But…How Are We Going To Pay For it?

“How are We Going to Pay for It?” is the second part of WWR’s Modern Monetary Theory discussion. In this portion, Heather sits down with Geoff Ginter, an advocate for Modern Monetary Theory.

Personal Finances Vs Federal

He describes it as an antidote to poison, but with a caveat: “People will say: ‘Wow, this is great! MMT will save us!’ And I say, ‘No, MMT will not save us, you are going to save us. “When people ask about paying for it, Ginter responds with understanding. “It is a fair question,” he says, but he adds people need to understand the difference between personal financial economics and federal economics.

Modern Monetary Theory Is Just A Definition

“There are two aspects of Modern Monetary Theory,” says Ginter. “There is what it is, and then there are those who understand Modern Monetary Theory, there are policy prescriptions that they have in mind, and people conflate one and the other.” He says MMT is an explanation for how currency works. “It tells you how currency is created, how is circulates through the economy, and where it goes to die. The reason Donald Trump was able to pass his tax cuts and no one died is because Modern Monetary Theory is real. And we are not saved, are we? The prescriptive side, the activist side will save us if people get involved.”

The Constitution

Ginter explains the currency laws in the Constitution, “One, Congress shall create the currency. Number two, they shall tell you what a dollar is worth. Number three, it shall levy taxes and fines and all matter of coercive manner to make you need that dollar.” He notes, “They (the government) create the currency, they impose a tax guaranteeing that you will need that currency, and then they will pay you in that currency, and now that money will circulate through the economy because everyone owes the tax.”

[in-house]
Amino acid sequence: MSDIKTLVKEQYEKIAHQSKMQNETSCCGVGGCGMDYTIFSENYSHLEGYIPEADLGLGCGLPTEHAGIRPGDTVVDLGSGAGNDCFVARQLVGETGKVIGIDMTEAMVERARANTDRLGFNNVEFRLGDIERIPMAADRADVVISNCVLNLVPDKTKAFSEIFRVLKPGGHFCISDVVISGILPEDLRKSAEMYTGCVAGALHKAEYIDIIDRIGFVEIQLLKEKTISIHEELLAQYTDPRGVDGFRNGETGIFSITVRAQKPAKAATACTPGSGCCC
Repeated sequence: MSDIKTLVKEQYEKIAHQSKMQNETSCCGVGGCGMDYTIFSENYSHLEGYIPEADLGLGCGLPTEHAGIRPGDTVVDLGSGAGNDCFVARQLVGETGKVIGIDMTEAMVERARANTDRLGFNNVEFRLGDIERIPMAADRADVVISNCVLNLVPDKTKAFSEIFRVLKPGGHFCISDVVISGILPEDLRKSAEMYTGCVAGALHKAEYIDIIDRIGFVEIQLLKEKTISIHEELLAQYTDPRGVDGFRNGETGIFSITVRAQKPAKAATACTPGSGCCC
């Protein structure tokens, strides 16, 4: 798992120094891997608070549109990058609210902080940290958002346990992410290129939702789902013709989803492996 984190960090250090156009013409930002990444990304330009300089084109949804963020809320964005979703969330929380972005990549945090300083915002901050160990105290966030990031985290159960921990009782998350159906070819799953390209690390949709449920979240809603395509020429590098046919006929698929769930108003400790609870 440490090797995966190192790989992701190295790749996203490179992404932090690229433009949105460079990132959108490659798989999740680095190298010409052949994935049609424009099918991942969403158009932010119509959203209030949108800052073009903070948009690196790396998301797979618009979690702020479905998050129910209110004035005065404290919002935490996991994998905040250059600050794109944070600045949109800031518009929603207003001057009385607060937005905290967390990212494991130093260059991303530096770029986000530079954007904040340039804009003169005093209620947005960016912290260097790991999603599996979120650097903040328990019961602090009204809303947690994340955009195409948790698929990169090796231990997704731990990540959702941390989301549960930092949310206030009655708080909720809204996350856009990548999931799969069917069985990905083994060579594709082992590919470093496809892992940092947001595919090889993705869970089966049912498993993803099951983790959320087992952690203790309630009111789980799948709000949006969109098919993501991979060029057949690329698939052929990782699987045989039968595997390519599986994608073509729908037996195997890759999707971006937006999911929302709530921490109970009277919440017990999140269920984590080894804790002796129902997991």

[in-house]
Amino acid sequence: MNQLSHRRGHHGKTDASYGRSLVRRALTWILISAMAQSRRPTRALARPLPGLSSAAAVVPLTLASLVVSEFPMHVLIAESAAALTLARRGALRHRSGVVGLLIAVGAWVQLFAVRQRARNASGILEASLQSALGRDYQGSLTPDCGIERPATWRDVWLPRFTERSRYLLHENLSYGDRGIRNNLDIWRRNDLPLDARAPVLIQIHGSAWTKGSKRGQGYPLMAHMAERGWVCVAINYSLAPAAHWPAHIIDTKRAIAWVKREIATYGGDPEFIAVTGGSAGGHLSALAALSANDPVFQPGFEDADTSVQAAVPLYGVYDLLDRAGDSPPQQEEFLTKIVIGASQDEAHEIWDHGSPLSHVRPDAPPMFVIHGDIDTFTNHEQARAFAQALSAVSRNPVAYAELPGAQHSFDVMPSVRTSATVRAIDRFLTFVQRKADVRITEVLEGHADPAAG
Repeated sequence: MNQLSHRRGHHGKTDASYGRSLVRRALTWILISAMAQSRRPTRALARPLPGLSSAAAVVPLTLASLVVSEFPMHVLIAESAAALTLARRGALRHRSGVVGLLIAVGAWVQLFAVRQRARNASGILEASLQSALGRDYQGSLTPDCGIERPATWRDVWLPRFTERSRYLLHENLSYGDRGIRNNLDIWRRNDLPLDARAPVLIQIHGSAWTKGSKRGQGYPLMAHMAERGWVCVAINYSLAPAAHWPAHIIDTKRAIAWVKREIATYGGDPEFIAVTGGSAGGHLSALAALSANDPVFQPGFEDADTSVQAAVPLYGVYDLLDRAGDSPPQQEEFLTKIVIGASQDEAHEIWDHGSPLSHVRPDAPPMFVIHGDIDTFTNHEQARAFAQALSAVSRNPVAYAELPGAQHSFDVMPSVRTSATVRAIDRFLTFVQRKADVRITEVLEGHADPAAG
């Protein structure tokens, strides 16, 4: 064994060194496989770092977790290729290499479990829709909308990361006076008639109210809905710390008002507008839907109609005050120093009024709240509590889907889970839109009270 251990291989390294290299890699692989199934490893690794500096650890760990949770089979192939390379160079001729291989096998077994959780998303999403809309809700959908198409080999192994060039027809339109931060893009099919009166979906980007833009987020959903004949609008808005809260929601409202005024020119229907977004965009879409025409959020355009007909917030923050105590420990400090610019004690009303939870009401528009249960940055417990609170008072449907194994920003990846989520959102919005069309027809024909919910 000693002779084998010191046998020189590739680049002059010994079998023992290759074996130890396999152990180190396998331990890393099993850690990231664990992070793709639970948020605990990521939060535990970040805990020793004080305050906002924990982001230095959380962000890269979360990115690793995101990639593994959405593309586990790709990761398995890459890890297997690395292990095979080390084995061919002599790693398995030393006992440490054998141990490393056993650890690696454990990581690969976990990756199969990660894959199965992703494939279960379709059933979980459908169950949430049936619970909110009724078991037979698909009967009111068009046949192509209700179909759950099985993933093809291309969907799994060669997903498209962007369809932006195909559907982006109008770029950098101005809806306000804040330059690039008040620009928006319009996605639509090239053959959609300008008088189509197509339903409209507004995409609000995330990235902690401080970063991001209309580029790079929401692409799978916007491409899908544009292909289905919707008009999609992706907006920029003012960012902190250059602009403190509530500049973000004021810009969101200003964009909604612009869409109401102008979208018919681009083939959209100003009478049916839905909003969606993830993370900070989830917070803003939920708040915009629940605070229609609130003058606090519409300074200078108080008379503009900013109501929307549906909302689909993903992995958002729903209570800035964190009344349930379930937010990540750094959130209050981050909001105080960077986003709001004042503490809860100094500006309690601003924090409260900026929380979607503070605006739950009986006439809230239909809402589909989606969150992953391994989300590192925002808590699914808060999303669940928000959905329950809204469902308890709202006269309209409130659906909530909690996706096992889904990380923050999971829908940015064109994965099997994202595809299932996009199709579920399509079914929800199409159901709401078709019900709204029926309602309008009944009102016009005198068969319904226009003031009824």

Why Do We Pay taxes?

To stimulate the economy, people buy stuff, and places accept the dollar because the government taxes in dollars. Now the government’s currency has value and demand, which allows the government to spend. When the government taxes, it takes its money back, and that money is gone.

The second function for taxes is to combat inflation, and the third function of taxes is to “be able to curb or influence behavior.” Ginter uses smoking as an example, and says it can also be used to encourage behaviors, such as solar energy.


Real resources utilization keeps production in line with spending, which would eliminate the need for an inflationary tax increase. But Ginter adds a tax increase may be necessary if spending takes a turn. Since the federal government creates the currency, it can produce the necessary funds and then figure out how it impacts the real economy. Government can use taxes as a tactic to lower demand, but the amount to spend to accomplish the goal and the amount to tax back needs to be fully understood.

Will You Fight For Crumbs?

MPC, or the marginal propensity to consume, asks what the likelihood is you will spend your money. If you’re rich, Ginter says, you’re not spending much. “If you were to get more income in the form of a tax break, you’re really not going to spend that money.” He notes the oligarchs and the plutocrats know the system, but have taken advantage of it. Geoff continues, “If you are actually liberated to realize that federal economics bears no resemblance to your own, then you actually have hope. Are you going to fight for your neighbor? Are you going to fight for your community? Or are you going to be so afraid that you would actually be willing to fight for the crumbs?”

To listen to more about MMT, check out this interview with Professor

Special thanks to our new intern Ryan Hosey for writing the article that accompanies this interview.

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